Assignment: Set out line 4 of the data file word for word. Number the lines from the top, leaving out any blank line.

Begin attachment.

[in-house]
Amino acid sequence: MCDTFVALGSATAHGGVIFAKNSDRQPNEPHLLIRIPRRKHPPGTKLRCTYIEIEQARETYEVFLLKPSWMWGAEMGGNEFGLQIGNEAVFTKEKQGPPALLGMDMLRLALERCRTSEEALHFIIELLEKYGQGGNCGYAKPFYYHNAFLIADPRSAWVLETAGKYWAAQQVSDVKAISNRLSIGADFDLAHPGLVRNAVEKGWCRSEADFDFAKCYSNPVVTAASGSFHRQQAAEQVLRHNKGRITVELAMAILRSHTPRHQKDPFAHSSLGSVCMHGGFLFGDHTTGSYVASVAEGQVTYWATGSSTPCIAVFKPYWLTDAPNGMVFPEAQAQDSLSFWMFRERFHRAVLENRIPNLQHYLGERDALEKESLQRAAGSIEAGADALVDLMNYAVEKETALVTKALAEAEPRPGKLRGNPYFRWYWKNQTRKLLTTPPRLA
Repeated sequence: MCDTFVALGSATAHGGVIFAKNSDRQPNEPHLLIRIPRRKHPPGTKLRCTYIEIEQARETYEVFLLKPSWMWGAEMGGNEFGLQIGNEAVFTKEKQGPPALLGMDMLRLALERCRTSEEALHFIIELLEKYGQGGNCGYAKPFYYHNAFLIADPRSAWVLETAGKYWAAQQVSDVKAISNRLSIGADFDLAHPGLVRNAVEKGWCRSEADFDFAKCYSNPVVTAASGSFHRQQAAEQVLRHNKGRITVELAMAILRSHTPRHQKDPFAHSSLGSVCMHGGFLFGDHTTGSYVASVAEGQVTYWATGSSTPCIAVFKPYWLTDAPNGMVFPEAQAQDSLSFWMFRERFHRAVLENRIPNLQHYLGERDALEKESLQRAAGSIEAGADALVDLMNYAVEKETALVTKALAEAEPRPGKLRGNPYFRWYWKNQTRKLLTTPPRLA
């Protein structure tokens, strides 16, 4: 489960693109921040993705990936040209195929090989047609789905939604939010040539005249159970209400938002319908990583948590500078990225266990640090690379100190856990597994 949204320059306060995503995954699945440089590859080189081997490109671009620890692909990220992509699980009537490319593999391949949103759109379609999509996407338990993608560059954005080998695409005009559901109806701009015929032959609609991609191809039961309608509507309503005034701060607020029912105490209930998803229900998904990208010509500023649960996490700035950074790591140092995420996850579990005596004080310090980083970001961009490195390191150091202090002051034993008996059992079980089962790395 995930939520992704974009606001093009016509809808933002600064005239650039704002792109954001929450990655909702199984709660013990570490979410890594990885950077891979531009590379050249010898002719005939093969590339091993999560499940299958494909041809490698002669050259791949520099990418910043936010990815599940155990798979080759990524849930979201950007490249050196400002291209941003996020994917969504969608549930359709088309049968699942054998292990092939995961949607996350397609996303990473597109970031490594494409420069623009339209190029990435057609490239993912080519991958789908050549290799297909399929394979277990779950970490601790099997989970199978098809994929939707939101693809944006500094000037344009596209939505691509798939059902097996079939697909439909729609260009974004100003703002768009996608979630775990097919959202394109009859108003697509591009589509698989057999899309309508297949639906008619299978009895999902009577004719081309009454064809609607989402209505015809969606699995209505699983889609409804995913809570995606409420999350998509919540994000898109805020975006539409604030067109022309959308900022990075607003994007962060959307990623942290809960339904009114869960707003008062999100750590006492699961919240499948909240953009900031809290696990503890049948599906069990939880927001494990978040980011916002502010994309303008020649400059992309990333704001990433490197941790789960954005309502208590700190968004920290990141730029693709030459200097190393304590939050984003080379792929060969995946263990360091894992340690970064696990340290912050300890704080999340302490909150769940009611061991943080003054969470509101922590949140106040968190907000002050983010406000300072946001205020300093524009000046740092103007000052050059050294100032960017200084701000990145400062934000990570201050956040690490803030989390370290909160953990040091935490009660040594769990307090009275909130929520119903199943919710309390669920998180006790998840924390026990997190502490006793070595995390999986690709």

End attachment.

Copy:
């Protein structure tokens, strides 16, 4: 489960693109921040993705990936040209195929090989047609789905939604939010040539005249159970209400938002319908990583948590500078990225266990640090690379100190856990597994 949204320059306060995503995954699945440089590859080189081997490109671009620890692909990220992509699980009537490319593999391949949103759109379609999509996407338990993608560059954005080998695409005009559901109806701009015929032959609609991609191809039961309608509507309503005034701060607020029912105490209930998803229900998904990208010509500023649960996490700035950074790591140092995420996850579990005596004080310090980083970001961009490195390191150091202090002051034993008996059992079980089962790395 995930939520992704974009606001093009016509809808933002600064005239650039704002792109954001929450990655909702199984709660013990570490979410890594990885950077891979531009590379050249010898002719005939093969590339091993999560499940299958494909041809490698002669050259791949520099990418910043936010990815599940155990798979080759990524849930979201950007490249050196400002291209941003996020994917969504969608549930359709088309049968699942054998292990092939995961949607996350397609996303990473597109970031490594494409420069623009339209190029990435057609490239993912080519991958789908050549290799297909399929394979277990779950970490601790099997989970199978098809994929939707939101693809944006500094000037344009596209939505691509798939059902097996079939697909439909729609260009974004100003703002768009996608979630775990097919959202394109009859108003697509591009589509698989057999899309309508297949639906008619299978009895999902009577004719081309009454064809609607989402209505015809969606699995209505699983889609409804995913809570995606409420999350998509919540994000898109805020975006539409604030067109022309959308900022990075607003994007962060959307990623942290809960339904009114869960707003008062999100750590006492699961919240499948909240953009900031809290696990503890049948599906069990939880927001494990978040980011916002502010994309303008020649400059992309990333704001990433490197941790789960954005309502208590700190968004920290990141730029693709030459200097190393304590939050984003080379792929060969995946263990360091894992340690970064696990340290912050300890704080999340302490909150769940009611061991943080003054969470509101922590949140106040968190907000002050983010406000300072946001205020300093524009000046740092103007000052050059050294100032960017200084701000990145400062934000990570201050956040690490803030989390370290909160953990040091935490009660040594769990307090009275909130929520119903199943919710309390669920998180006790998840924390026990997190502490006793070595995390999986690709």